It might not have been the most stylish typeface ever created, but Rail Alphabet was perfect for its job, and its lack of overt showiness has given it a timeless quality. A more obviously fashionable typeface would have dated much more quickly. British Airports Authority adopted it for its airports see a picture here , and the Danish state railway operator DSB imported it too see a picture here.
It did mean, however, that if you were in a hospital and presented with directional signage, there was a subconscious feeling that you might be about to miss a train. Vice versa, presented with directional signage at a railway station, you could sometimes get the queasy feeling that you were about to undergo an unpleasant medical procedure. InterCity rebranded in , at which pointed it dispensed with Rail Alphabet for its logo.
Its replacement was a spindly, all-upper case italicised typeface, which lacked the authority of Rail Alphabet and now looks a lot more dated.
However, Rail Alphabet continued to be used for the carriage and locomotive numbers of InterCity trains and for signage at its stations. Though both Regional Railways and Network SouthEast also experimented with new typefaces, they too retained Rail Alphabet for station signage and technical lettering on trains.
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The only cohesive pre-privatisation move away from Rail Alphabet was made by the Parcels sector, which rebranded itself as Rail Express Systems in and used what I think is Frutiger for its train numbers and other signage. Outside the railway, the other users of Rail Alphabet eventually adopted different typefaces.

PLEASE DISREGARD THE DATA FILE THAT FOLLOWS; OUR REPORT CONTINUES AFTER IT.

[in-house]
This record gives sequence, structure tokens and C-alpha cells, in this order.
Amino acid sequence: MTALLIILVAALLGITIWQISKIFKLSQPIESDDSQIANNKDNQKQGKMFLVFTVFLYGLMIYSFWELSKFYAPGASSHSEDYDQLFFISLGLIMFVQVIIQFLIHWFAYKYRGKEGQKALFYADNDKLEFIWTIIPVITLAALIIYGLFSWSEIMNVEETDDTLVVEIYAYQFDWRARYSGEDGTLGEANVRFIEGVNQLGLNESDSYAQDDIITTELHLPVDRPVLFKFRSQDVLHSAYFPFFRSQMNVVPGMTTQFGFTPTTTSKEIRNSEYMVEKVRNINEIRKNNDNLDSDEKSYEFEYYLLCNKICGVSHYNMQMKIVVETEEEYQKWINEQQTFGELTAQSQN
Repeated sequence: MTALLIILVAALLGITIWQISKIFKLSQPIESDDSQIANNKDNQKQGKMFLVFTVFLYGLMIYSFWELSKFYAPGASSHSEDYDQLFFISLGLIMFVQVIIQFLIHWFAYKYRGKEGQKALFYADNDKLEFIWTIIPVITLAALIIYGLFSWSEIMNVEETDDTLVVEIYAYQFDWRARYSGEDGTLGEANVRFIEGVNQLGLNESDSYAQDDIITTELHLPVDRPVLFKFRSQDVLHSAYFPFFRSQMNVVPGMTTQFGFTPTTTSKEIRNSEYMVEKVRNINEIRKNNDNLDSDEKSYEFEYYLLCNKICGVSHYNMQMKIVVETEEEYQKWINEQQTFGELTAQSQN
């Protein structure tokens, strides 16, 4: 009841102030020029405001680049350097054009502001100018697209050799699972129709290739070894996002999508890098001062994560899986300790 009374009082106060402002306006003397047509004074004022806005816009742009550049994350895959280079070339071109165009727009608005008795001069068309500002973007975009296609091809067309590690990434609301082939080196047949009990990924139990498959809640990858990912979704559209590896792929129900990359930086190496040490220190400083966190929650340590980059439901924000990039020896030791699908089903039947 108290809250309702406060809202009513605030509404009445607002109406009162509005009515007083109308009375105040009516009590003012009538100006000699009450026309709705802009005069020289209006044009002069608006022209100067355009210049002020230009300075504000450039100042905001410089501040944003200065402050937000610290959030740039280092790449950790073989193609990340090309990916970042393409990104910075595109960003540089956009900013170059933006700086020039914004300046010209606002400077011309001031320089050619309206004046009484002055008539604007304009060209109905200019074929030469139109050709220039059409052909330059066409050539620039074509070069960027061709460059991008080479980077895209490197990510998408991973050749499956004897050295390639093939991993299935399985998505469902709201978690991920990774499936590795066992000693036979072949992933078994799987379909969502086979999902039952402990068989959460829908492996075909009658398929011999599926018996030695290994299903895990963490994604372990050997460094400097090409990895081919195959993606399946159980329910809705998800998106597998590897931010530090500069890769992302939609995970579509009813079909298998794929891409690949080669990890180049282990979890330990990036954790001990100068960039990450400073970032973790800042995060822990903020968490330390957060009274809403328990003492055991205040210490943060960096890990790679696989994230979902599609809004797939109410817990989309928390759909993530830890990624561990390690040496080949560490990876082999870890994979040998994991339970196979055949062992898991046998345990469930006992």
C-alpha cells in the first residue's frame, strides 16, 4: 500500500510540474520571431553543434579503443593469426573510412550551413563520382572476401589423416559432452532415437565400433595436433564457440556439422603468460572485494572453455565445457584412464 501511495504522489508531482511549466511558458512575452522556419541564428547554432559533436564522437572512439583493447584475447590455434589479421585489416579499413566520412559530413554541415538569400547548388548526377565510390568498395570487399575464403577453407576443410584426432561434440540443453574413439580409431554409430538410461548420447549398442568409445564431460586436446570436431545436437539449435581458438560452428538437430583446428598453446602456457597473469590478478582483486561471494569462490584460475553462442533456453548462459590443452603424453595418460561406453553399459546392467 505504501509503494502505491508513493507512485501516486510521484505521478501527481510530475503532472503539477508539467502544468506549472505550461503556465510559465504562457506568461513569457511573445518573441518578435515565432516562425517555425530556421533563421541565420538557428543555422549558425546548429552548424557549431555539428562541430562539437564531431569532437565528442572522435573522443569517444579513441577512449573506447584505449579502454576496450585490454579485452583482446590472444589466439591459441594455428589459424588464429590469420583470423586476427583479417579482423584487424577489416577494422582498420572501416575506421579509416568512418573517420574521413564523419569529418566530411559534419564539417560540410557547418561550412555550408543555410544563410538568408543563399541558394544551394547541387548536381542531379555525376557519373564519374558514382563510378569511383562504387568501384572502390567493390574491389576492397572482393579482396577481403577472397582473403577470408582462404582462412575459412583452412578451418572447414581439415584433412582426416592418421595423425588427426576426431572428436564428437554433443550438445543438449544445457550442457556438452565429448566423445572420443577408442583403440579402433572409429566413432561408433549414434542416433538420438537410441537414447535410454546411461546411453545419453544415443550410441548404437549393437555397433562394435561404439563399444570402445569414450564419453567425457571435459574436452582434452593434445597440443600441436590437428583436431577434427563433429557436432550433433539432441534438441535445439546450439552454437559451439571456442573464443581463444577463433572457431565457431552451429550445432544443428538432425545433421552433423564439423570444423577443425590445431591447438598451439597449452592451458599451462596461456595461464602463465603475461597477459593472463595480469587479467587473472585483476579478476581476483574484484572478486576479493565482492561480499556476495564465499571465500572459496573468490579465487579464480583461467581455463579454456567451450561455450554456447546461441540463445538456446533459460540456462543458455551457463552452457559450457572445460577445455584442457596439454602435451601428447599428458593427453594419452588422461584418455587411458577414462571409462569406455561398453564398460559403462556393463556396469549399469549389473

BAA dropped Rail Alphabet at its airports in favour of something called BAA Bembo which has many fans, but which to me looks irredeemably s and has itself now been replaced by Frutiger.
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The privatisation of the rail network saw a bewildering array of new typefaces introduced to the national railway network.
It would therefore do the job Rail Alphabet had once done; a suggestion to which the DfT cheerfully paid no heed whatsoever.
That said, Rail Alphabet continues to play a key role on the national rail network. A surprising number of train operators still cleave to Rail Alphabet for their train numbers and sometimes station signage, however. Why, after all, meddle with something designed to work specifically on the railway system, unless you have very good reason to? An online version is here. The History Press: Stroud, Gloucestershire.
As detailed here , the font was digitised a few years ago, and is available here.
What a find! Thanks Alex, glad you enjoyed it. My particular least-favourite is the one used on the Network West Midlands stations around Birmingham. Excellent article, as usual. I more than agree that the Network West Midlands typeface looks childish and incredibly out of place. In Helvetica, it has a little curl. You are commenting using your WordPress. You are commenting using your Google account. You are commenting using your Twitter account.
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Notify me of new posts via email. This site uses Akismet to reduce spam. Learn how your comment data is processed. Skip to content When British Rail unveiled its comprehensive corporate identity in , one of the key elements which made it work was a new typeface. Rail Alphabet. Picture by Pneumaman UniversSpec.
This is Charing Cross in Rail Alphabet signage at Preston station. This is a typical BR scene, Rail Alphabet in black on a white background, distinctive directional arrows and pictograms, and everything sign and building a bit grimy.
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Data panel on a British Rail locomotive. Charing Cross station in The train numbers are also in Rail Alphabet. Rail Alphabet on a railway trackside safety notice. BBC, London doublearrow. Like this: Like Loading Apart from that — a very interesting post. Article now corrected and thank you for your kind words.
So, Rail Alphabet has in fact got two names! Context is everything! Leave a Reply Cancel reply Enter your comment here Fill in your details below or click an icon to log in:.